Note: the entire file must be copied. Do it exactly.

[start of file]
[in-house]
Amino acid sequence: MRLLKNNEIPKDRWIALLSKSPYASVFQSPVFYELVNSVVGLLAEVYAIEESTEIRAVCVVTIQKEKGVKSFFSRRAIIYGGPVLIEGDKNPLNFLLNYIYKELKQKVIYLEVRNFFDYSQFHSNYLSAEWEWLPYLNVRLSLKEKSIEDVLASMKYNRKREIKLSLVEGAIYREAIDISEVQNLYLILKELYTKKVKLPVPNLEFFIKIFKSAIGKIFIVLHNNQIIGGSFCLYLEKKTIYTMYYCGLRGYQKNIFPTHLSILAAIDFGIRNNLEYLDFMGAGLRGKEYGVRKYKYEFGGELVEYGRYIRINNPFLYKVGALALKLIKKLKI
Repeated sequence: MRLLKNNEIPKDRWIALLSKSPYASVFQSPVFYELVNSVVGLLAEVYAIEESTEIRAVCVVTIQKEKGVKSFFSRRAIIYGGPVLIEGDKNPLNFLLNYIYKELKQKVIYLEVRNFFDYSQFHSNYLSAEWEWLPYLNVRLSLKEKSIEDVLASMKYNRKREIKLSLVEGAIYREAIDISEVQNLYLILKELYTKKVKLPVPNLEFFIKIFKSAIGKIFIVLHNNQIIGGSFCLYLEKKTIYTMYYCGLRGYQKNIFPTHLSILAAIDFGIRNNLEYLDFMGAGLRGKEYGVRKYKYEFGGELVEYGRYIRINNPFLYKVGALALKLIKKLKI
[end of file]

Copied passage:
[in-house]
Amino acid sequence: MRLLKNNEIPKDRWIALLSKSPYASVFQSPVFYELVNSVVGLLAEVYAIEESTEIRAVCVVTIQKEKGVKSFFSRRAIIYGGPVLIEGDKNPLNFLLNYIYKELKQKVIYLEVRNFFDYSQFHSNYLSAEWEWLPYLNVRLSLKEKSIEDVLASMKYNRKREIKLSLVEGAIYREAIDISEVQNLYLILKELYTKKVKLPVPNLEFFIKIFKSAIGKIFIVLHNNQIIGGSFCLYLEKKTIYTMYYCGLRGYQKNIFPTHLSILAAIDFGIRNNLEYLDFMGAGLRGKEYGVRKYKYEFGGELVEYGRYIRINNPFLYKVGALALKLIKKLKI
Repeated sequence: MRLLKNNEIPKDRWIALLSKSPYASVFQSPVFYELVNSVVGLLAEVYAIEESTEIRAVCVVTIQKEKGVKSFFSRRAIIYGGPVLIEGDKNPLNFLLNYIYKELKQKVIYLEVRNFFDYSQFHSNYLSAEWEWLPYLNVRLSLKEKSIEDVLASMKYNRKREIKLSLVEGAIYREAIDISEVQNLYLILKELYTKKVKLPVPNLEFFIKIFKSAIGKIFIVLHNNQIIGGSFCLYLEKKTIYTMYYCGLRGYQKNIFPTHLSILAAIDFGIRNNLEYLDFMGAGLRGKEYGVRKYKYEFGGELVEYGRYIRINNPFLYKVGALALKLIKKLKI